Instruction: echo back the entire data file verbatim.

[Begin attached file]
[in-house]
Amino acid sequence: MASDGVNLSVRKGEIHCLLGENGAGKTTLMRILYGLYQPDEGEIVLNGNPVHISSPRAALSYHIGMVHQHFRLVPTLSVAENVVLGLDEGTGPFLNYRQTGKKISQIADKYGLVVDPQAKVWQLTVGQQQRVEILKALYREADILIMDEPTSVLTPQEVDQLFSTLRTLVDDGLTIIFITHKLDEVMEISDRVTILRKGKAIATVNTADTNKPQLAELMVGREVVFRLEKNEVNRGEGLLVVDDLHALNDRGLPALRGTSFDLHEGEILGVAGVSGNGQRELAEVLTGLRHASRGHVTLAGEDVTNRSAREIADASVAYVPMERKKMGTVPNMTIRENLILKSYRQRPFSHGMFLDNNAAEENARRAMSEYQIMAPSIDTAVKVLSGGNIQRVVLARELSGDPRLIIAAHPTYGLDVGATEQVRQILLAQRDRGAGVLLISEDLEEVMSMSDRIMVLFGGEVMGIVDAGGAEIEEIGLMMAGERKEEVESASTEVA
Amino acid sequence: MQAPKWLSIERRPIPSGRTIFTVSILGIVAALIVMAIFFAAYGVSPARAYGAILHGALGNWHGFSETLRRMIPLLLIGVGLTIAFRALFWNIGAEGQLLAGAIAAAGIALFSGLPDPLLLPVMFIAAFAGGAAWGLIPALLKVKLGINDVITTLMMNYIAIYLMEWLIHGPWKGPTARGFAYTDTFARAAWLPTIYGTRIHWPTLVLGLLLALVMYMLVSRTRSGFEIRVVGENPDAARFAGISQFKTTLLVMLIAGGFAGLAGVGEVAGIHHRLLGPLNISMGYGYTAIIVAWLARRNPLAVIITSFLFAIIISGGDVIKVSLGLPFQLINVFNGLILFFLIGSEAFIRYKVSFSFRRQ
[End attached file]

[in-house]
Amino acid sequence: MASDGVNLSVRKGEIHCLLGENGAGKTTLMRILYGLYQPDEGEIVLNGNPVHISSPRAALSYHIGMVHQHFRLVPTLSVAENVVLGLDEGTGPFLNYRQTGKKISQIADKYGLVVDPQAKVWQLTVGQQQRVEILKALYREADILIMDEPTSVLTPQEVDQLFSTLRTLVDDGLTIIFITHKLDEVMEISDRVTILRKGKAIATVNTADTNKPQLAELMVGREVVFRLEKNEVNRGEGLLVVDDLHALNDRGLPALRGTSFDLHEGEILGVAGVSGNGQRELAEVLTGLRHASRGHVTLAGEDVTNRSAREIADASVAYVPMERKKMGTVPNMTIRENLILKSYRQRPFSHGMFLDNNAAEENARRAMSEYQIMAPSIDTAVKVLSGGNIQRVVLARELSGDPRLIIAAHPTYGLDVGATEQVRQILLAQRDRGAGVLLISEDLEEVMSMSDRIMVLFGGEVMGIVDAGGAEIEEIGLMMAGERKEEVESASTEVA
Amino acid sequence: MQAPKWLSIERRPIPSGRTIFTVSILGIVAALIVMAIFFAAYGVSPARAYGAILHGALGNWHGFSETLRRMIPLLLIGVGLTIAFRALFWNIGAEGQLLAGAIAAAGIALFSGLPDPLLLPVMFIAAFAGGAAWGLIPALLKVKLGINDVITTLMMNYIAIYLMEWLIHGPWKGPTARGFAYTDTFARAAWLPTIYGTRIHWPTLVLGLLLALVMYMLVSRTRSGFEIRVVGENPDAARFAGISQFKTTLLVMLIAGGFAGLAGVGEVAGIHHRLLGPLNISMGYGYTAIIVAWLARRNPLAVIITSFLFAIIISGGDVIKVSLGLPFQLINVFNGLILFFLIGSEAFIRYKVSFSFRRQ